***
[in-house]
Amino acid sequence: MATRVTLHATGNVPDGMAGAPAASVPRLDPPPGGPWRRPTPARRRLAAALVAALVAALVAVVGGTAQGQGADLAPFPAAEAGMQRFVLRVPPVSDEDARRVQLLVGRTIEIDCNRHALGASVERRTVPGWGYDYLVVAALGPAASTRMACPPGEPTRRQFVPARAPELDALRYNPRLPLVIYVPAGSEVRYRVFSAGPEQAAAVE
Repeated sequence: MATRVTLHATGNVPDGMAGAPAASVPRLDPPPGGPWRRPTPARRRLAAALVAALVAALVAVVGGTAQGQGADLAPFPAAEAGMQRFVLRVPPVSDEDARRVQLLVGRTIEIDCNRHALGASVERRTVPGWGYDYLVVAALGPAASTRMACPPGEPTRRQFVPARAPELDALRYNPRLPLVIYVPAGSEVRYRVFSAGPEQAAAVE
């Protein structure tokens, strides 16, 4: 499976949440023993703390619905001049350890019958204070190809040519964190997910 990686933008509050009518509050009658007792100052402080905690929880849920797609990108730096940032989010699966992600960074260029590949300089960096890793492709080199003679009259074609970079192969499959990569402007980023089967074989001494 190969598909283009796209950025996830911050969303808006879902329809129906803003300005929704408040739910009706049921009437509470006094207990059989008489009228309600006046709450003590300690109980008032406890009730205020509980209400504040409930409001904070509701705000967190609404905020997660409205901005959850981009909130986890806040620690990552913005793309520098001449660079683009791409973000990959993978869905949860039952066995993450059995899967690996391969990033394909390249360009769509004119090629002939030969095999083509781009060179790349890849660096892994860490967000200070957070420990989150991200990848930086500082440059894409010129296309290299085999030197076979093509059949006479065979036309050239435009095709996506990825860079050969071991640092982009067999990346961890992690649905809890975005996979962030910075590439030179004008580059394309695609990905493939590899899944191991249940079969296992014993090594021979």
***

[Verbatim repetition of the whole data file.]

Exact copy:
[in-house]
Amino acid sequence: MATRVTLHATGNVPDGMAGAPAASVPRLDPPPGGPWRRPTPARRRLAAALVAALVAALVAVVGGTAQGQGADLAPFPAAEAGMQRFVLRVPPVSDEDARRVQLLVGRTIEIDCNRHALGASVERRTVPGWGYDYLVVAALGPAASTRMACPPGEPTRRQFVPARAPELDALRYNPRLPLVIYVPAGSEVRYRVFSAGPEQAAAVE
Repeated sequence: MATRVTLHATGNVPDGMAGAPAASVPRLDPPPGGPWRRPTPARRRLAAALVAALVAALVAVVGGTAQGQGADLAPFPAAEAGMQRFVLRVPPVSDEDARRVQLLVGRTIEIDCNRHALGASVERRTVPGWGYDYLVVAALGPAASTRMACPPGEPTRRQFVPARAPELDALRYNPRLPLVIYVPAGSEVRYRVFSAGPEQAAAVE
């Protein structure tokens, strides 16, 4: 499976949440023993703390619905001049350890019958204070190809040519964190997910 990686933008509050009518509050009658007792100052402080905690929880849920797609990108730096940032989010699966992600960074260029590949300089960096890793492709080199003679009259074609970079192969499959990569402007980023089967074989001494 190969598909283009796209950025996830911050969303808006879902329809129906803003300005929704408040739910009706049921009437509470006094207990059989008489009228309600006046709450003590300690109980008032406890009730205020509980209400504040409930409001904070509701705000967190609404905020997660409205901005959850981009909130986890806040620690990552913005793309520098001449660079683009791409973000990959993978869905949860039952066995993450059995899967690996391969990033394909390249360009769509004119090629002939030969095999083509781009060179790349890849660096892994860490967000200070957070420990989150991200990848930086500082440059894409010129296309290299085999030197076979093509059949006479065979036309050239435009095709996506990825860079050969071991640092982009067999990346961890992690649905809890975005996979962030910075590439030179004008580059394309695609990905493939590899899944191991249940079969296992014993090594021979």